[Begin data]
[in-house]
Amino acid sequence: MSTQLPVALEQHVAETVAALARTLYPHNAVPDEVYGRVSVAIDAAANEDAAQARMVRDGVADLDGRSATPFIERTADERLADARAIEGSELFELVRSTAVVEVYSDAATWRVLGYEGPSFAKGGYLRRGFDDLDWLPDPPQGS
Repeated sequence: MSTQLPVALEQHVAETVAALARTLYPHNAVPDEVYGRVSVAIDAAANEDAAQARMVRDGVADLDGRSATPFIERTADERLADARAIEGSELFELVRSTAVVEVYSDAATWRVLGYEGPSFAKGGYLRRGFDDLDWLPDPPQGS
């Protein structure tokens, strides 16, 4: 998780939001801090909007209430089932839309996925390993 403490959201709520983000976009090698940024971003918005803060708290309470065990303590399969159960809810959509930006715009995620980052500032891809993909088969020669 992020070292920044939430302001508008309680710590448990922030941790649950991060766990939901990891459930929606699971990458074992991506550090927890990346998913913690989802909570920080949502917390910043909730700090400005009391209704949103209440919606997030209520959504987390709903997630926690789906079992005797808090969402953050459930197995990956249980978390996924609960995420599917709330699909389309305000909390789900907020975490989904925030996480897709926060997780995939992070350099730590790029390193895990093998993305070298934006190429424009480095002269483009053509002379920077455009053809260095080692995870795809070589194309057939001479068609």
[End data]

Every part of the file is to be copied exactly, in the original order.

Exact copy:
[in-house]
Amino acid sequence: MSTQLPVALEQHVAETVAALARTLYPHNAVPDEVYGRVSVAIDAAANEDAAQARMVRDGVADLDGRSATPFIERTADERLADARAIEGSELFELVRSTAVVEVYSDAATWRVLGYEGPSFAKGGYLRRGFDDLDWLPDPPQGS
Repeated sequence: MSTQLPVALEQHVAETVAALARTLYPHNAVPDEVYGRVSVAIDAAANEDAAQARMVRDGVADLDGRSATPFIERTADERLADARAIEGSELFELVRSTAVVEVYSDAATWRVLGYEGPSFAKGGYLRRGFDDLDWLPDPPQGS
């Protein structure tokens, strides 16, 4: 998780939001801090909007209430089932839309996925390993 403490959201709520983000976009090698940024971003918005803060708290309470065990303590399969159960809810959509930006715009995620980052500032891809993909088969020669 992020070292920044939430302001508008309680710590448990922030941790649950991060766990939901990891459930929606699971990458074992991506550090927890990346998913913690989802909570920080949502917390910043909730700090400005009391209704949103209440919606997030209520959504987390709903997630926690789906079992005797808090969402953050459930197995990956249980978390996924609960995420599917709330699909389309305000909390789900907020975490989904925030996480897709926060997780995939992070350099730590790029390193895990093998993305070298934006190429424009480095002269483009053509002379920077455009053809260095080692995870795809070589194309057939001479068609």